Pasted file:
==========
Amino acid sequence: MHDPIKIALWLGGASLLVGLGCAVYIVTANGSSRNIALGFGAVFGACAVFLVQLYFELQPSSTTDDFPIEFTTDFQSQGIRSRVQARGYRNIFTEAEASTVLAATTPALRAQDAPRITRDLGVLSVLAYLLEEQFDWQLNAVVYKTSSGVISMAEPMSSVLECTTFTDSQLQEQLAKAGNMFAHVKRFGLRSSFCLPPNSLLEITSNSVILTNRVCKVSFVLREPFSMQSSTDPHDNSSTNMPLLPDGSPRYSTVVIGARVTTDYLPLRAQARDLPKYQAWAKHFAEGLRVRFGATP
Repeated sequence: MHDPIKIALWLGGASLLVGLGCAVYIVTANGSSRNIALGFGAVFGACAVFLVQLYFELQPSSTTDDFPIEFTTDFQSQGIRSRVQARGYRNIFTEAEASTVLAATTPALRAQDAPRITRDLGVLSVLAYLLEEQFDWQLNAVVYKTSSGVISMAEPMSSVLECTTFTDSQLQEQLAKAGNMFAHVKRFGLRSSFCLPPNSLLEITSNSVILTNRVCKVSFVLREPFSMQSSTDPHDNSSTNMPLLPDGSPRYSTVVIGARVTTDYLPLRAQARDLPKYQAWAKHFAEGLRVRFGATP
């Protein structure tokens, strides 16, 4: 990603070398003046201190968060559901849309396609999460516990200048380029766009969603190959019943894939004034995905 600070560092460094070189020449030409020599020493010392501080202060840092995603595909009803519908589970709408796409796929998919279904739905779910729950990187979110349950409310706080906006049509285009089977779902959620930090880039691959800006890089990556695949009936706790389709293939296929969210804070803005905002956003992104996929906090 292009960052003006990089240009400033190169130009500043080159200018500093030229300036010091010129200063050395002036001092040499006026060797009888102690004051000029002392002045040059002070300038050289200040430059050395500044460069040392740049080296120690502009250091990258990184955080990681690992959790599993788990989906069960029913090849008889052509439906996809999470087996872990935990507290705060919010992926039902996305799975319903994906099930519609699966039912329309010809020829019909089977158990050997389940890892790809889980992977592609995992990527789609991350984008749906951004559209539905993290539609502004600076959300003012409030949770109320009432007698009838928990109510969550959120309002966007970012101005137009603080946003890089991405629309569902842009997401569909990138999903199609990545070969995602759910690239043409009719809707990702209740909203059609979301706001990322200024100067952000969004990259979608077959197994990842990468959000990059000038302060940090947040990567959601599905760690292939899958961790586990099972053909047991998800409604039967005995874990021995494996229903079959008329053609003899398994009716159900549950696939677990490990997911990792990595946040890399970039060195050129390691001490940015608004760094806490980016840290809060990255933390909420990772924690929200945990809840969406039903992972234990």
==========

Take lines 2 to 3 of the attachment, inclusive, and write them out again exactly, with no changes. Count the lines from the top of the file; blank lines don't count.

Repeated sequence: MHDPIKIALWLGGASLLVGLGCAVYIVTANGSSRNIALGFGAVFGACAVFLVQLYFELQPSSTTDDFPIEFTTDFQSQGIRSRVQARGYRNIFTEAEASTVLAATTPALRAQDAPRITRDLGVLSVLAYLLEEQFDWQLNAVVYKTSSGVISMAEPMSSVLECTTFTDSQLQEQLAKAGNMFAHVKRFGLRSSFCLPPNSLLEITSNSVILTNRVCKVSFVLREPFSMQSSTDPHDNSSTNMPLLPDGSPRYSTVVIGARVTTDYLPLRAQARDLPKYQAWAKHFAEGLRVRFGATP
């Protein structure tokens, strides 16, 4: 990603070398003046201190968060559901849309396609999460516990200048380029766009969603190959019943894939004034995905 600070560092460094070189020449030409020599020493010392501080202060840092995603595909009803519908589970709408796409796929998919279904739905779910729950990187979110349950409310706080906006049509285009089977779902959620930090880039691959800006890089990556695949009936706790389709293939296929969210804070803005905002956003992104996929906090 292009960052003006990089240009400033190169130009500043080159200018500093030229300036010091010129200063050395002036001092040499006026060797009888102690004051000029002392002045040059002070300038050289200040430059050395500044460069040392740049080296120690502009250091990258990184955080990681690992959790599993788990989906069960029913090849008889052509439906996809999470087996872990935990507290705060919010992926039902996305799975319903994906099930519609699966039912329309010809020829019909089977158990050997389940890892790809889980992977592609995992990527789609991350984008749906951004559209539905993290539609502004600076959300003012409030949770109320009432007698009838928990109510969550959120309002966007970012101005137009603080946003890089991405629309569902842009997401569909990138999903199609990545070969995602759910690239043409009719809707990702209740909203059609979301706001990322200024100067952000969004990259979608077959197994990842990468959000990059000038302060940090947040990567959601599905760690292939899958961790586990099972053909047991998800409604039967005995874990021995494996229903079959008329053609003899398994009716159900549950696939677990490990997911990792990595946040890399970039060195050129390691001490940015608004760094806490980016840290809060990255933390909420990772924690929200945990809840969406039903992972234990």